Tag Archives: Cultural History

CFP: Making New Connections in Early America, 1750–1850


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usa-1850-mapProposals are invited for a two-day conference on entangled history in Early America from 1750 to 1850, which will be held at the McNeil Center for Early American Studies in Philadelphia, PA during April 2018.

The organizers are looking for scholars who challenge traditional narratives of imperial or national history by applying a wider lens to Anglo-America. The goal is to foster a wide-ranging debate on relations across borders – geographic, political, legal, social, and ethnic – in the Americas. Continue reading

The World of John Singleton Copley


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ben_franklins_worldWhat can the life of an artist reveal about the American Revolution and how most American men and women experienced it?

The Ben Franklin’s World podcast explores the life and times of John Singleton Copley with Jane Kamensky, a Professor of History at Harvard University and the author of A Revolution in Color: The World of John Singleton Copley (W.W. Norton & Co, 2016) You can listen to the podcast here: www.benfranklinsworld.com/106

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The Origins of Racial Segregation in the United States


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ben_franklins_worldEver wonder how the United States’ problem with race developed and why early American reformers didn’t find a way to fix it during the earliest days of the republic?

In this episode of the Ben Franklin’s World podcast, Nicholas Guyatt, author of Bind Us Apart: How Enlightened Americans Invented Racial Segregation (Basic Books, 2016), leads us on an exploration of how and why the idea of separate but equal developed in the early United States. You can listen to the podcast here: www.benfranklinsworld.com/096

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Friendships Between Men and Women in the Early Republic


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ben_franklins_worldIn the early American republic, men and women formed and maintained friendships for many of the same reasons we make friends today: companionship, shared interests, and, in some cases, because they helped expand thinking and social circles.

In this episode of the Ben Franklin’s World podcast, we explore friendship in the early American republic. Specifically, we investigate what it was like for men and women to form and maintain friendships with each other. Our guide for this exploration is Cassandra Good, author of Founding Friendships: Friendships Between Men & Women in the Early American Republic (Oxford University Press, 2015). You can listen to the podcast here: www.benfranklinsworld.com/094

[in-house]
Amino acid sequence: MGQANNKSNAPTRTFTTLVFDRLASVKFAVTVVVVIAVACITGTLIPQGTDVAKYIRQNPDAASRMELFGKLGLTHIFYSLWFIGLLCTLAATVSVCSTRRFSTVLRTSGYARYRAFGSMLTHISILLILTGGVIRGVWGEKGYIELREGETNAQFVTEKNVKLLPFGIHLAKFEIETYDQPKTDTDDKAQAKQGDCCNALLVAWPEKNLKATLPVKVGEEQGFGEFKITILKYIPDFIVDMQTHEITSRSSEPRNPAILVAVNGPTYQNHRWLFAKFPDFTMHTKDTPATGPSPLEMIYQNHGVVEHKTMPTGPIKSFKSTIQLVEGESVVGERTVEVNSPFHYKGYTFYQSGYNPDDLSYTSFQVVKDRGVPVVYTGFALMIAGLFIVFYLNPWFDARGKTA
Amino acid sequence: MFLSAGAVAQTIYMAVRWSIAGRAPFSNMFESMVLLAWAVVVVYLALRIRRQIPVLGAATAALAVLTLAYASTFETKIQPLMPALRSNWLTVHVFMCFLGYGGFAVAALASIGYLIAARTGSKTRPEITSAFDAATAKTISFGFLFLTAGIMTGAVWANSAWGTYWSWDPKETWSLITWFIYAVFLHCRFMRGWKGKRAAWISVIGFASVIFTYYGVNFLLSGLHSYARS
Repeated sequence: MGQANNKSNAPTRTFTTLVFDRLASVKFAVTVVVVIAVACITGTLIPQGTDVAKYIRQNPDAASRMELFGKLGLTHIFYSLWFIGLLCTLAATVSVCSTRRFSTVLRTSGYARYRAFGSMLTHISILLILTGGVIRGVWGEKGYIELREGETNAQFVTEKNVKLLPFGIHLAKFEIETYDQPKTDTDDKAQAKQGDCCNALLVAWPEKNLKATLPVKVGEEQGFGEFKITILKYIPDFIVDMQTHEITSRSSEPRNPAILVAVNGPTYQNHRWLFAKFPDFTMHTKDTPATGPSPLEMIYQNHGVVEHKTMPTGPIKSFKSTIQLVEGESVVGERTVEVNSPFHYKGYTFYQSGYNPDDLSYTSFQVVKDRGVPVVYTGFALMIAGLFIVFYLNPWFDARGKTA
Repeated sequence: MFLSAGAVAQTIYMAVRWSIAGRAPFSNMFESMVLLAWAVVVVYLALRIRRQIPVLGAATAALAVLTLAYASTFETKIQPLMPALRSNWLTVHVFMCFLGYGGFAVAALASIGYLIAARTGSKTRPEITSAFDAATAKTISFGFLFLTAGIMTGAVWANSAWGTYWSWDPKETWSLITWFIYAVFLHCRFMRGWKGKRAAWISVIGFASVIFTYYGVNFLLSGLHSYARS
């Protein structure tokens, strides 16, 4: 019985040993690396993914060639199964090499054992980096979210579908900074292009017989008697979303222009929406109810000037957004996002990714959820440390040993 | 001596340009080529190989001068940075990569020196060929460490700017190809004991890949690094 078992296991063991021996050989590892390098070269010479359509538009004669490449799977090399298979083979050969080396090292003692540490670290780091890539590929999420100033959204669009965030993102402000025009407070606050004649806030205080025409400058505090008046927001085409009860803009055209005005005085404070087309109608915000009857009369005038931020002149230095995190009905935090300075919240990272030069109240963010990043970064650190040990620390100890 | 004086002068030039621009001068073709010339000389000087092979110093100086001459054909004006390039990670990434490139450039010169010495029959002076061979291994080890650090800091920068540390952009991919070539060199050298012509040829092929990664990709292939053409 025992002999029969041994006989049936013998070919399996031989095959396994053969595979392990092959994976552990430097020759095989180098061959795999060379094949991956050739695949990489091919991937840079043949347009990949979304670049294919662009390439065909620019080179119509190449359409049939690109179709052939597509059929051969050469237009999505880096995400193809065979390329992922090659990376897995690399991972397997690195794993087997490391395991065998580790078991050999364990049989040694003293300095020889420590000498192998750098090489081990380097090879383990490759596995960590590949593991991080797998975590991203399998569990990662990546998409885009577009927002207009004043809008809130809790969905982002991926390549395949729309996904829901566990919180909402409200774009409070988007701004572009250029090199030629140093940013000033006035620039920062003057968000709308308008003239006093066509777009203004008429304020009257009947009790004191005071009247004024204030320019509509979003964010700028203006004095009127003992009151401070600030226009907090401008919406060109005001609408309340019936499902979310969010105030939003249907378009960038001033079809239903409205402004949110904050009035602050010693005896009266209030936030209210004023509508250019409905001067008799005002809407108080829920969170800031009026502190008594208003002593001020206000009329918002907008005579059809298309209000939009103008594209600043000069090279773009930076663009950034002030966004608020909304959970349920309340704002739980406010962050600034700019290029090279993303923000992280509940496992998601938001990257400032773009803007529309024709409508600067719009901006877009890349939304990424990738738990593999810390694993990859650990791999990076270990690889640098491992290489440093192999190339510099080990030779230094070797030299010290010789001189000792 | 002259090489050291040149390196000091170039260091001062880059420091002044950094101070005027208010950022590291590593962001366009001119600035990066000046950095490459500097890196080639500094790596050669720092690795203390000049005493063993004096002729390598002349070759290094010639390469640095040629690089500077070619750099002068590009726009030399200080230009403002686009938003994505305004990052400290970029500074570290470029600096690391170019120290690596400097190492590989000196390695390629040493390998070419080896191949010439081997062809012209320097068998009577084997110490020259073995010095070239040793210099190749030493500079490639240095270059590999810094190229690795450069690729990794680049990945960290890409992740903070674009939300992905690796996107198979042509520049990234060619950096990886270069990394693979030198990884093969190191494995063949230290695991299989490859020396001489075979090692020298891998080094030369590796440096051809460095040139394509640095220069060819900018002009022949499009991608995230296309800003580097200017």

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Rumors, Legends, and Hoaxes in Early America


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ben_franklins_worldDid you know that George Washington’s favorite drink was whiskey?

Actually, it wasn’t.

Washington preferred Madeira, a fortified Portuguese wine from the island of Madeira.

Why the false start to our weekly exploration of history?

In this episode of the Ben Franklin’s World podcast, Gregory Dowd, a Professor of History and American Culture at the University of Michigan, leads us on an exploration of rumors, legends, and hoaxes that circulated throughout early America. You can listen to the podcast here: www.benfranklinsworld.com/091

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New Albany Exhibit Features Works On Paper


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View of the South Part of Lexington. Plate IVThe Albany Institute of History & Art continues celebrating its 225th anniversary with the new exhibition, Masterworks: Paper, on view through October 16.

This exhibition showcases more than 150 rarely seen items from the Albany Institute’s library and museum collections that span more than three centuries. Sharing in common the medium of paper and close ties to Albany and the Capital Region, the objects in Masterworks: Paper illustrate diverse and eclectic themes, and tell stories that represent the personal and intimate as well as the historical and panoramic. Continue reading

Dave Ruch Explores History of ‘The Erie Canal Song’


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low bridgeMusic researcher and performer Dave Ruch has put together a comprehensive new webpage exploring the iconic song “Low Bridge, Everybody Down,” more commonly known simply as “The Erie Canal Song.”

Originally composed in 1905 by Thomas S. Allen, “Low Bridge” has traveled the globe, becoming among the best known and most beloved Erie Canal songs. Yet, few know of its origins as a commercial composition by a Tin Pan Alley songwriter. Continue reading

PR Museum Launches ‘Public Relations Through the Ages’


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museum of public relationsThe Museum of Public Relations, the only PR museum in the world, recently launched a historical timeline documenting the history of public relations.

The timeline, “Public Relations Through the Ages,” illustrates the evolution of the PR profession and its relationship to the development of human communication. Presented jointly by the museum and Hofstra University, this timeline highlights the significant people, events and inventions which have connected messages and messengers through the ages. The timeline divides history into five ages, beginning with the earliest forms of communication and ending with the most recent developments of digital media. Each section contains images and condenses years of history into concise descriptions, providing links to additional resources for in-depth research. This tool can be accessed digitally on the museum’s website. Continue reading